Watchdog report ties veteran death to scheduling error in VA’s new electronic health record system

The VA's Inspector General has linked the death of a veteran to a scheduling error with the department's new modernized EHR system, built by Oracle Cerner.
(Getty Images)

A scheduling error within the Department of Veterans Affairs modernized electronic health record system played a role in the 2022 death of a veteran in Ohio, the VA’s Office of the Inspector General charges in a new report.

A patient of the VA Central Ohio Healthcare System in Columbus with a history of behavioral health and substance abuse issues didn’t receive adequate outreach from the hospital system to reschedule a missed appointment due to “a system error in the functioning of the new EHR,” the report details. Just over 40 days later, the patient died an “accidental death” caused by “acute cardiac arrythmia ‘due to (or as a consequence of) acute toxic effect of inhalant.'”

The rollout of the VA’s EHR Modernization program has experienced a litany of issues since its launch in 2020, which led the department in April 2023 to pause the implementation of the new system at additional VA hospitals until it is deemed “highly functioning” and issues at first-adopter locations — like the hospital in Columbus — are resolved. That review is still ongoing.

The new inspector general’s report, released March 21, points to an error in the scheduling function that “resulted in staff’s failure to complete required minimum scheduling efforts following the patient’s missed mental health appointment,” the report says.


On the day of the missed appointment, staff at the facility followed standard operating procedures to call the patient and send a letter to reschedule. However, “staff did not complete the required three telephone calls on separate days,” as is VA policy for patients with mental health concerns, because in the new EHR system, the notification of the missed appointment “routed to a request queue and, as a result, schedulers were not prompted to conduct required rescheduling efforts.”

“The OIG concluded that the lack of contact efforts may have contributed to the patient’s disengagement from mental health treatment and ultimately the patient’s substance use relapse and death,” the watchdog wrote in the report.

However, the inspector general also attributes the case to other relevant incidents of mismanagement by VA staff, such as the failure to effectively evaluate and address the patient’s treatment needs and a lack of “caring communications” as required by the department’s Caring Communication Program. It also concluded that the hospital’s leadership failed to properly share lessons learned about what went wrong in the case.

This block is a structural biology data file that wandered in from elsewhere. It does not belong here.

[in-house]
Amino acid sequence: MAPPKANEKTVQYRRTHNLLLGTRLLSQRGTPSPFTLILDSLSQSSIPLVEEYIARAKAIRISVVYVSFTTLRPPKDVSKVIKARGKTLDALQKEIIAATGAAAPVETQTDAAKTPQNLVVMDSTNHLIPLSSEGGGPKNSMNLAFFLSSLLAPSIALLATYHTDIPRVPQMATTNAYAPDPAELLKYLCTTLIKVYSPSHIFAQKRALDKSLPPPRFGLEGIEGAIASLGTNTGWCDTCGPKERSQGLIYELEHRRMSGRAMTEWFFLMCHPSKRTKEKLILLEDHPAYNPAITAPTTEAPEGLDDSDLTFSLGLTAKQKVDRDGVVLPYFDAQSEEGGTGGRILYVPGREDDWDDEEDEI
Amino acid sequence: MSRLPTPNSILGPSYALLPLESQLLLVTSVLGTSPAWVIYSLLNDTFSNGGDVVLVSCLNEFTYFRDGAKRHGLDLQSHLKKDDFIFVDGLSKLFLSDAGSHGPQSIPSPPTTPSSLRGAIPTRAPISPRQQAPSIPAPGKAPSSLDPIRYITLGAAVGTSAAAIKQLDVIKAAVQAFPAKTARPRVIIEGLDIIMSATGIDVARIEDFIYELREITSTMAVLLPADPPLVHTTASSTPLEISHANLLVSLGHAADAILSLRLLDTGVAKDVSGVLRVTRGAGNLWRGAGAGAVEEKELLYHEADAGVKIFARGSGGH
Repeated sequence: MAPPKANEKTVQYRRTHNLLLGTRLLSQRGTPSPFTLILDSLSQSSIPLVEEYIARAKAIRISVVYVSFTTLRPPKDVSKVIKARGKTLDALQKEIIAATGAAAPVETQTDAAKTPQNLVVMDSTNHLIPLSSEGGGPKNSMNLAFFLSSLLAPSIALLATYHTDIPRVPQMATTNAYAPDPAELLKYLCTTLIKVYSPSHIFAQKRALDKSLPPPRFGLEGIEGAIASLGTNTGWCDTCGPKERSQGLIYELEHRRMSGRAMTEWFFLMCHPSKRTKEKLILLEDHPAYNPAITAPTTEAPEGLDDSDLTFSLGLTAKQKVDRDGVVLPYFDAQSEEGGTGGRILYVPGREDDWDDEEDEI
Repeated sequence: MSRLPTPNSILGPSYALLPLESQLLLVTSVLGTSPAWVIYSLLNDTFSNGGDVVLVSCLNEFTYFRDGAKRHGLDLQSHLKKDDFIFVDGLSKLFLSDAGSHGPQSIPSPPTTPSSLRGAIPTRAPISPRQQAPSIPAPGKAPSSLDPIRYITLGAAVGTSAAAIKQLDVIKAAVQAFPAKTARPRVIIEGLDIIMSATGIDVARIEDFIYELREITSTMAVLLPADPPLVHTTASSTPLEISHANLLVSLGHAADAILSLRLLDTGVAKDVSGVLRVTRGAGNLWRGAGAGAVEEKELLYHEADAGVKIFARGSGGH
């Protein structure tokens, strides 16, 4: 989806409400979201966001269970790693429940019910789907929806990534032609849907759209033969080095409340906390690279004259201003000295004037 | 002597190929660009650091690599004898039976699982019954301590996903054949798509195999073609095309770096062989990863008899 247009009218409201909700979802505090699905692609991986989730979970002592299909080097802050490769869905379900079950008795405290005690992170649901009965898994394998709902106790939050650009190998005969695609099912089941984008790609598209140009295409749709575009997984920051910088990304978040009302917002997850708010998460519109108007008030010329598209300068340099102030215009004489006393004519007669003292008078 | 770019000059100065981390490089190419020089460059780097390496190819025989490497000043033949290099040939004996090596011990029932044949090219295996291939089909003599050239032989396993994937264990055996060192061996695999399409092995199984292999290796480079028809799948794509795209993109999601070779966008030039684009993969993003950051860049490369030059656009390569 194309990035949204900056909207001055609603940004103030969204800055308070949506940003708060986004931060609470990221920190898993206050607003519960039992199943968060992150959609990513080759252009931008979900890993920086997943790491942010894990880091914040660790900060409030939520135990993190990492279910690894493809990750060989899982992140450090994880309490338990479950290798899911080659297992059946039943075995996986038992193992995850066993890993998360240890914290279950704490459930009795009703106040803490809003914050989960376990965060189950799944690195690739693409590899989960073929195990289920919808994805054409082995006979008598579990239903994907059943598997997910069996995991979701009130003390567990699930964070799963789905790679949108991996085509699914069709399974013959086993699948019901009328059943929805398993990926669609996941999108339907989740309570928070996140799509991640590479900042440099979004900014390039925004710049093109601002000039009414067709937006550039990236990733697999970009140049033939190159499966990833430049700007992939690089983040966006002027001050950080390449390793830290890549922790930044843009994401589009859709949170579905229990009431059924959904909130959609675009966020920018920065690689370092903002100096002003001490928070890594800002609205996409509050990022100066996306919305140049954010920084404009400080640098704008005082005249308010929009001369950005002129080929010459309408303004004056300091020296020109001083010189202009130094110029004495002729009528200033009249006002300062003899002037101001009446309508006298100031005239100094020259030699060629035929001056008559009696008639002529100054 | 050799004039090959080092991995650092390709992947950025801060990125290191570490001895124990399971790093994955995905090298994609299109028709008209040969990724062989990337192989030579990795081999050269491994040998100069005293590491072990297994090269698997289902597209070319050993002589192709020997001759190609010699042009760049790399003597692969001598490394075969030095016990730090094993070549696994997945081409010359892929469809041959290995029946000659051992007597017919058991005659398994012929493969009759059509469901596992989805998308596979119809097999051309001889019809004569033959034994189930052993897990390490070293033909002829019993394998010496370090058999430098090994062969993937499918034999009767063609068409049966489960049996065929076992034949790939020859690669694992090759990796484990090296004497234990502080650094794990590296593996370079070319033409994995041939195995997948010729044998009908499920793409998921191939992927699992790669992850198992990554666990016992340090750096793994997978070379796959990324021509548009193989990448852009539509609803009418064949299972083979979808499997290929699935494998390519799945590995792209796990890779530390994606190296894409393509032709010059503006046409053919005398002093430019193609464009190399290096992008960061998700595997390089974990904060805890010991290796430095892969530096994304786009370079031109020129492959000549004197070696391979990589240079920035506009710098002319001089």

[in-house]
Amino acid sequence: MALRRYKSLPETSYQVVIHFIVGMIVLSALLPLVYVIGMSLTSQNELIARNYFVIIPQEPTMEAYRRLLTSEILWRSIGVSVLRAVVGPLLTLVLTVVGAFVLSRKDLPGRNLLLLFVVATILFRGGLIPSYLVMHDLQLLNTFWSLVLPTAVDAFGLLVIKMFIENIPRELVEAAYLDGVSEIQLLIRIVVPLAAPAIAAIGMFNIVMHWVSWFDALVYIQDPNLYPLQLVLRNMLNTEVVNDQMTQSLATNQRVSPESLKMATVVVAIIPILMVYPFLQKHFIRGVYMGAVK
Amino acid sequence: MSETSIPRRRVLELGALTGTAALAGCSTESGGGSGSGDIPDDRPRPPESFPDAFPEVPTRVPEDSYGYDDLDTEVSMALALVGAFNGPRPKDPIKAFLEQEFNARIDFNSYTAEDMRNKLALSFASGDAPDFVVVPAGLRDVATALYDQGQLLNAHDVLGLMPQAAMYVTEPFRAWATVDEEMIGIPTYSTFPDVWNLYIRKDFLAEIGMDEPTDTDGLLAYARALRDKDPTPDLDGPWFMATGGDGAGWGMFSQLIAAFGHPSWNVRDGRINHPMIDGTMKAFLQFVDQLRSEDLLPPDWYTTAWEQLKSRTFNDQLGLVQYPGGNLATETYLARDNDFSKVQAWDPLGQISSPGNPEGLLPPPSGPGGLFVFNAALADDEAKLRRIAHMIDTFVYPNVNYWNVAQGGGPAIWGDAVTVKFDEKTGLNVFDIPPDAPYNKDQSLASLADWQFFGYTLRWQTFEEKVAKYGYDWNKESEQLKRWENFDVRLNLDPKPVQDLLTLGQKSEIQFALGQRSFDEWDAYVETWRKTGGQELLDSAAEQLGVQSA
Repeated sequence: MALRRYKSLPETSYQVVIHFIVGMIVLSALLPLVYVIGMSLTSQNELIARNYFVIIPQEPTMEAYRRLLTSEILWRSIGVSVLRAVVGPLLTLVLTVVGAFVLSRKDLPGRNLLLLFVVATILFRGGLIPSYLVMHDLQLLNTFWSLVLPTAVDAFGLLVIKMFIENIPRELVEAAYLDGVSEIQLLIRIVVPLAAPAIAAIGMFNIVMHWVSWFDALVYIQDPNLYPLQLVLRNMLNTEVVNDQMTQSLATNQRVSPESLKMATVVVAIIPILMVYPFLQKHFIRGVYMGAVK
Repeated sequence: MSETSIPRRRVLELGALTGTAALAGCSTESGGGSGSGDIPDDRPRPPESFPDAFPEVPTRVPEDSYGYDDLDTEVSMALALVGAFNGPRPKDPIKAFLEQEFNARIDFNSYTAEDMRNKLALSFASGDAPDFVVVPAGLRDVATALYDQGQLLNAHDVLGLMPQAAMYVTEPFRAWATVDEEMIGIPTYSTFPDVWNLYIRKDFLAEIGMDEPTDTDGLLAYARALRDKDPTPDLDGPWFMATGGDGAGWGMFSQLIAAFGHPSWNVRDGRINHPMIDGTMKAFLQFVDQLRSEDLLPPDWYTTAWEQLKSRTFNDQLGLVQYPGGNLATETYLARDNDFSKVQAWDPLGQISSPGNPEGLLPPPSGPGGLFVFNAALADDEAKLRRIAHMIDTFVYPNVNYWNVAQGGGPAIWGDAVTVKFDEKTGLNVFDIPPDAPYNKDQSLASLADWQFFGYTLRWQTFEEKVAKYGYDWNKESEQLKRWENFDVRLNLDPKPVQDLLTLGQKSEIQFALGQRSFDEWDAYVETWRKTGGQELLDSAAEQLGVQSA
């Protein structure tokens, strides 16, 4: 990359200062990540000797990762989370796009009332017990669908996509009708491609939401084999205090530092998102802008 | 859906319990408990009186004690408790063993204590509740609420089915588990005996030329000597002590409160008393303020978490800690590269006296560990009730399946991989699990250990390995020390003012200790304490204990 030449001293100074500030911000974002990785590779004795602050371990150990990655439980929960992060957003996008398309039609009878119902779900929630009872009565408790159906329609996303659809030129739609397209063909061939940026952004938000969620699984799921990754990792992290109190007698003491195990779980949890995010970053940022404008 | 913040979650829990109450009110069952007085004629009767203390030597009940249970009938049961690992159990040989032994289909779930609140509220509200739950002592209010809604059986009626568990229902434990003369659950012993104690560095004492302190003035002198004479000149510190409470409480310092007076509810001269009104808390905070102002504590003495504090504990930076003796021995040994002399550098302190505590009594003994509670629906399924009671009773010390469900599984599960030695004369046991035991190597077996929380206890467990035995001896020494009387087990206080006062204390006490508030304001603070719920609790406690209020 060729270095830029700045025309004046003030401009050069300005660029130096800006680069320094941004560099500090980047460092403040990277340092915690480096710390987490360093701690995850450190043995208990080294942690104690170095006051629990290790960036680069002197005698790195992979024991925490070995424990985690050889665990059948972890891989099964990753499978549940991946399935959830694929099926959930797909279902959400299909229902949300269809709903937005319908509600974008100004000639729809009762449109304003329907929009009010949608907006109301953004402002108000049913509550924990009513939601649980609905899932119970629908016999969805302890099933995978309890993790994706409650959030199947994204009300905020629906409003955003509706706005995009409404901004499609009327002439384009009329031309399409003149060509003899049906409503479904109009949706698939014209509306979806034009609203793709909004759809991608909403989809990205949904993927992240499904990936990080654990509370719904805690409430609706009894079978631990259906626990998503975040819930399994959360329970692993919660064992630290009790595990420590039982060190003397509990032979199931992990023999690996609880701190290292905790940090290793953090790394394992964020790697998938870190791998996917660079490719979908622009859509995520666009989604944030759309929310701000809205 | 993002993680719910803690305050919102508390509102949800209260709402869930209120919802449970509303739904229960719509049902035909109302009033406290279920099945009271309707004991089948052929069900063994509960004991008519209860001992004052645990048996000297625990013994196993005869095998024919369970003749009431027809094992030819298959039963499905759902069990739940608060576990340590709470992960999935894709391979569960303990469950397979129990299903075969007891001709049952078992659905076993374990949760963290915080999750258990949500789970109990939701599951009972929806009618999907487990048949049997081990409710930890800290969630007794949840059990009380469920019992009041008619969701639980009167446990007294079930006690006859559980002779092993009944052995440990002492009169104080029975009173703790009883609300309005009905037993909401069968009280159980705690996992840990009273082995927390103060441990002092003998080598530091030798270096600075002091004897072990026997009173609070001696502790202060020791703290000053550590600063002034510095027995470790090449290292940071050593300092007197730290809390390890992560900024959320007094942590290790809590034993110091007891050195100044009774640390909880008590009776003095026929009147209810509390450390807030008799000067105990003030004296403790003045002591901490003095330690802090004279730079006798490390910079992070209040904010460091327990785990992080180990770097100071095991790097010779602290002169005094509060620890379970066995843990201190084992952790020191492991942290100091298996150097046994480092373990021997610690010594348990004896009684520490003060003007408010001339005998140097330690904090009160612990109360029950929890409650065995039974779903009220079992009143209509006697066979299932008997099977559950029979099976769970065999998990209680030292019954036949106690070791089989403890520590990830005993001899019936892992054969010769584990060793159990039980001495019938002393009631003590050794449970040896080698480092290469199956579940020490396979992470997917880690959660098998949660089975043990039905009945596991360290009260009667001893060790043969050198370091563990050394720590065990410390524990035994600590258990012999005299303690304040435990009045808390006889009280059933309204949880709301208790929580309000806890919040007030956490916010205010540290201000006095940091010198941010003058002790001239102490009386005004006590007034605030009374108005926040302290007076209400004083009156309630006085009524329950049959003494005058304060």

This isn’t the only incident in which the VA’s new EHR Modernization program — developed by Oracle Cerner — has been tied to veteran deaths. In March 2023, Sen. Richard Blumenthal, D-Conn., disclosed during a Senate Committee on Veterans’ Affairs hearing six incidents of “catastrophic harm” to veterans, four of which resulted in deaths — one in Spokane, Washington, and the others in Columbus, Ohio. It’s unclear if the patient at the focus of the new OIG report is one of the three from Ohio that Blumenthal referenced.

Meanwhile, the VA inspector general released a pair of similar reports last week involving the Oracle Cerner EHR: one that calls out how “scheduling system limitations have caused additional work and redundancies” that could lead to an increased risk of scheduling errors, and another that highlighted “pharmacy-related patient safety issues nationally” due to a software coding error, as well as data transmission issues “that have affected approximately 250,000 new EHR site patients who received care at a legacy EHR site.”


In the latter case, the OIG concluded: “Affected patients have not been notified of their risk of harm and the OIG remains concerned for their safety.”

Billy Mitchell

Written by Billy Mitchell

Billy Mitchell is Senior Vice President and Executive Editor of Scoop News Group's editorial brands. He oversees operations, strategy and growth of SNG's award-winning tech publications, FedScoop, StateScoop, CyberScoop, EdScoop and DefenseScoop. After earning his journalism degree at Virginia Tech and winning the school's Excellence in Print Journalism award, Billy received his master's degree from New York University in magazine writing while interning at publications like Rolling Stone.

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